Summer reading is really the best, and I am on a huge reading kick this summer! I mean, reading all year long is great, but when it’s too hot to be outside unless it’s early in the morning or late at night, summer reading fits the bill. Last summer, I was too busy dating my now husband to read much–I preferred getting to know him to my traditional summer reading, I guess.
Am I the only one who participated in every single Summer Reading program that the library offered? I am pretty sure I’m one of the kids who made them change it from number of books read to hours read, because I could tear through the Babysitters’ Club books like nobody’s business.
The Search for Significance: Seeing Your True Worth Through God’s Eyes by Robert S. McGee: My mom recommended this one to me! I could easily sit down and read it in a few days, but it’s so rich with wisdom (and the $2 Kindle version comes with the workbook at the back) that I’m taking my time to read it and do the workbook a little bit each day.
Arthur & George by Julian Barnes: I love the style of this book. It is written about two separate characters as they grow up, until their lives intertwine in a way that forever changes real history because this is a novel based on a true story! Arthur is Sir Arthur Conan Doyle (the guy who invented Sherlock Holmes, nbd) and George, his fellow countryman. I’ll let you read it and figure out the rest!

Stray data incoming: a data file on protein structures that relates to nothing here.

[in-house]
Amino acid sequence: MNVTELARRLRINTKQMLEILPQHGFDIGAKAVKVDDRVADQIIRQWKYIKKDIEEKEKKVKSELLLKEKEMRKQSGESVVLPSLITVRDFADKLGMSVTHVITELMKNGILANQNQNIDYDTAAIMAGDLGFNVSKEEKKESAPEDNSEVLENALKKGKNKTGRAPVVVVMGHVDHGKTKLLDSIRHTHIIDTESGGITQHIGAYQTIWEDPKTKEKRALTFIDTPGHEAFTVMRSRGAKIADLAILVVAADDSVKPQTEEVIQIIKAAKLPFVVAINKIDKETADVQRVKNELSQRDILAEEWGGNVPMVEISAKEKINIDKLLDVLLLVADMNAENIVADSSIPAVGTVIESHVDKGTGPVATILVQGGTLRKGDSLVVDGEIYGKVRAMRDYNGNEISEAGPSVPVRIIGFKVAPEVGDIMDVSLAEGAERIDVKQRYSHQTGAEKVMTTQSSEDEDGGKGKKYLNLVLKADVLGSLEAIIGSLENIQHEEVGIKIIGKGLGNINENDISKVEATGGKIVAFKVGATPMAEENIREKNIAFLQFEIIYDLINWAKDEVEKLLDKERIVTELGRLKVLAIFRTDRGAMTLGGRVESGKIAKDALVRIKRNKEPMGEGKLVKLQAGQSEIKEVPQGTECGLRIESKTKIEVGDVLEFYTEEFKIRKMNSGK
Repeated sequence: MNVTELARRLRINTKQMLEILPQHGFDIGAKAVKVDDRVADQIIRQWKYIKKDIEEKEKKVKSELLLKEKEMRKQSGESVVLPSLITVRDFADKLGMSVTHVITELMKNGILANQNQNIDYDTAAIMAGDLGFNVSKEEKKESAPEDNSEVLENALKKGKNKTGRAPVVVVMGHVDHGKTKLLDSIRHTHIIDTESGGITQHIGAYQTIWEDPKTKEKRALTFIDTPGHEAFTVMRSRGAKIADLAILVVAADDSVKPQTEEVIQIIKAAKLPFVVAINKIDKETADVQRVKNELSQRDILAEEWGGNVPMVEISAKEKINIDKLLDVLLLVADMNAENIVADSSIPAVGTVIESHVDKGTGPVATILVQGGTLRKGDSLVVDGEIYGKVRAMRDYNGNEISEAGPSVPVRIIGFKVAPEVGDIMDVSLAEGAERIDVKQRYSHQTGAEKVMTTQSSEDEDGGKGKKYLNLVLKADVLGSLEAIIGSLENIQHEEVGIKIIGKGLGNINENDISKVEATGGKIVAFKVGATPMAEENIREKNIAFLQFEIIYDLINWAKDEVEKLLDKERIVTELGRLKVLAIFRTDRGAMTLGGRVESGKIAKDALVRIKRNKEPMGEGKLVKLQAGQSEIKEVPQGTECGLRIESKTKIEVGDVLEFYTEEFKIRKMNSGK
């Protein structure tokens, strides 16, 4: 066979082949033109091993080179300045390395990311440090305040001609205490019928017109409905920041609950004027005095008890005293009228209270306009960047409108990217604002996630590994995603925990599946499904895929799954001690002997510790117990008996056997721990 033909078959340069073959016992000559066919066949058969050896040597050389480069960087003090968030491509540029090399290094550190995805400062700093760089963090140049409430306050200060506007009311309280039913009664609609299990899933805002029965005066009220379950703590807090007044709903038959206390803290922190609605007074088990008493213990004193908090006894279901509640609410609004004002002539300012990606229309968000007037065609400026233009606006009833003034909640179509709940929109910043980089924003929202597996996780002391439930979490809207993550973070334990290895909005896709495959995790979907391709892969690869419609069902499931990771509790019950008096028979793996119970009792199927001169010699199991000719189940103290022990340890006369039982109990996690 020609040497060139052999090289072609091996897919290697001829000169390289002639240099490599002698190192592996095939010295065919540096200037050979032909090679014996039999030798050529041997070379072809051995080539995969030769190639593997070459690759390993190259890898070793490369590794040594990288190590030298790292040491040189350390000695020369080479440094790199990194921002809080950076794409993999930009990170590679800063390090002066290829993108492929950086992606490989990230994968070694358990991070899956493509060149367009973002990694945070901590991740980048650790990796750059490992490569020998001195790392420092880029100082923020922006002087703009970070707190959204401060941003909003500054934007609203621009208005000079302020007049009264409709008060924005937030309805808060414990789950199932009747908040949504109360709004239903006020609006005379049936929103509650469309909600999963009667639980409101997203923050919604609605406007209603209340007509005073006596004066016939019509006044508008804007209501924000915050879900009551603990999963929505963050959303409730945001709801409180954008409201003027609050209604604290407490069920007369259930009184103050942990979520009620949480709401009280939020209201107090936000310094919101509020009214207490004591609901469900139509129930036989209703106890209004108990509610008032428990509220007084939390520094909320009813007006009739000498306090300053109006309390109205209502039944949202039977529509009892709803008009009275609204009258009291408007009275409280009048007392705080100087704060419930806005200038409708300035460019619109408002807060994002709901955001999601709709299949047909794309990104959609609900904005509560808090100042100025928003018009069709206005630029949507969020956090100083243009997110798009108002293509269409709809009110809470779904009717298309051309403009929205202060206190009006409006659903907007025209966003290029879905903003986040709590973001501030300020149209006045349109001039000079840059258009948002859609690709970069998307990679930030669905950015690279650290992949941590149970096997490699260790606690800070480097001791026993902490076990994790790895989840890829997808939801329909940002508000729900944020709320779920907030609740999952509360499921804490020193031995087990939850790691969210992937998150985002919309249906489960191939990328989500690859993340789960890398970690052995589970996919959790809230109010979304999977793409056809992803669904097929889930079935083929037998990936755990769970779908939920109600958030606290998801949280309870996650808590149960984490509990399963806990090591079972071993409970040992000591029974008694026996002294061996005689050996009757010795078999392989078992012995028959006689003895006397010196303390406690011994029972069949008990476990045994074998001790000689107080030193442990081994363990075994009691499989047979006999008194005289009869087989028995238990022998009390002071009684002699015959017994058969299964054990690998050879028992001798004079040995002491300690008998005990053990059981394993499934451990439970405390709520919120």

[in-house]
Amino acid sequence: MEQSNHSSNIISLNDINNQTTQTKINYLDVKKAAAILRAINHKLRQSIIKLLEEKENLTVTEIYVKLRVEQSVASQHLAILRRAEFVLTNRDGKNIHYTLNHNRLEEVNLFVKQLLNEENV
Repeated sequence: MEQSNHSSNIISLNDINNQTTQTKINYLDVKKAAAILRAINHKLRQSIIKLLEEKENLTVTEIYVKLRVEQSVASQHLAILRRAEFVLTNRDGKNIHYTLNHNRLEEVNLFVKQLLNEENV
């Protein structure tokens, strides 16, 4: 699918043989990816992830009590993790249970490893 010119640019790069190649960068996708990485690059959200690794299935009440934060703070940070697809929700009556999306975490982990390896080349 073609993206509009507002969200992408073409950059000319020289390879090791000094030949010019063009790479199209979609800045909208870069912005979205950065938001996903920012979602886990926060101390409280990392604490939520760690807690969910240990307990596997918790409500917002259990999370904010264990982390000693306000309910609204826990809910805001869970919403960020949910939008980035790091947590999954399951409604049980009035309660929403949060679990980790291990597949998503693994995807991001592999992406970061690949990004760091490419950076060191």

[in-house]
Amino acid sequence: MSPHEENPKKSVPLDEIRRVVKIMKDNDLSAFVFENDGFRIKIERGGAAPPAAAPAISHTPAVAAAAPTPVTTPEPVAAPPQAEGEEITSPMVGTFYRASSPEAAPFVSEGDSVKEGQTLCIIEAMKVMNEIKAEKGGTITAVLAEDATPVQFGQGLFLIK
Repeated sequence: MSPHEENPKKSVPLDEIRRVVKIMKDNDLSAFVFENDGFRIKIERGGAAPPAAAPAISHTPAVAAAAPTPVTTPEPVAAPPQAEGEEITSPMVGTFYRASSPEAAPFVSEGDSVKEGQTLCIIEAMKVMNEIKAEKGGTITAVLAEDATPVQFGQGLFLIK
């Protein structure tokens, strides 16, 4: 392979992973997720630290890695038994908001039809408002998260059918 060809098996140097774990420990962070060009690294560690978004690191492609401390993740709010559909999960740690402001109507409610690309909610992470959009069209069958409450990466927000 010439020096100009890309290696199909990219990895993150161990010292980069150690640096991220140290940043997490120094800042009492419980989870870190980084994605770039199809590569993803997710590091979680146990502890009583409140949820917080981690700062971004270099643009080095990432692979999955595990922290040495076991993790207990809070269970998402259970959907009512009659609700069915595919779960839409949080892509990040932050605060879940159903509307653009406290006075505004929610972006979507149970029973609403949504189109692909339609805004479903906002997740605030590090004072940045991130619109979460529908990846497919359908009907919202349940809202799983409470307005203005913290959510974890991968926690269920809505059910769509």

Invisible Plague: The Rise of Mental Illness from 1750 to the Present by E. Fuller Torrey: I started this book because I found Torrey’s most recent publication, American Psychosis to be a fascinating history of the American deinstitutionalization of psychiatric patients. I’m only about 30% through this book, but I am interested to see how he will prove his thesis!
Outlander by Diana Gabaldon: This book has been on my Audible suggestions for months. I finally read that it’s being turned into a television series, so I thought I would give it a go. Plus, if I like it, it’s a whole series!
I’m a big fan of used books. Thriftbooks is an awesome online resource, if your library is as sparse as mine!
Middlesex by Jeffrey Eugenides: This is classic, and I’m on the late bus.
The Black Box by Michael Connelly: It’s summer. I like easy books. I like mysteries. I love Michael Connelly, plus I’ve had this sitting on my shelf for a long time.
Z: A Novel of Zelda Fitzgerald by Therese Anne Fowler: I love F. Scott Fitzgerald, of course. But what really piqued my interest in this novel was my recent viewing of Midnight in Paris. I laughed a lot at all of the literary jokes in the movie (while my husband was a bit confused because he does computers and stuff), but I realized that I knew almost nothing about Zelda Fitzgerald. Last month, I tried to read her novel, but the prose was so impossible that I had to put it down. The introduction to the book said that the novel was basically an autobiographical novel anyway, so I thought that I would try something a little bit more lucid.
Cider House Rules by John Irving: Not only is this on the list of 1001 Books to Read Before You Die, but it’s had great critical reception. Additionally, everyone on Goodreads seemed to like it too. That’s good enough for me!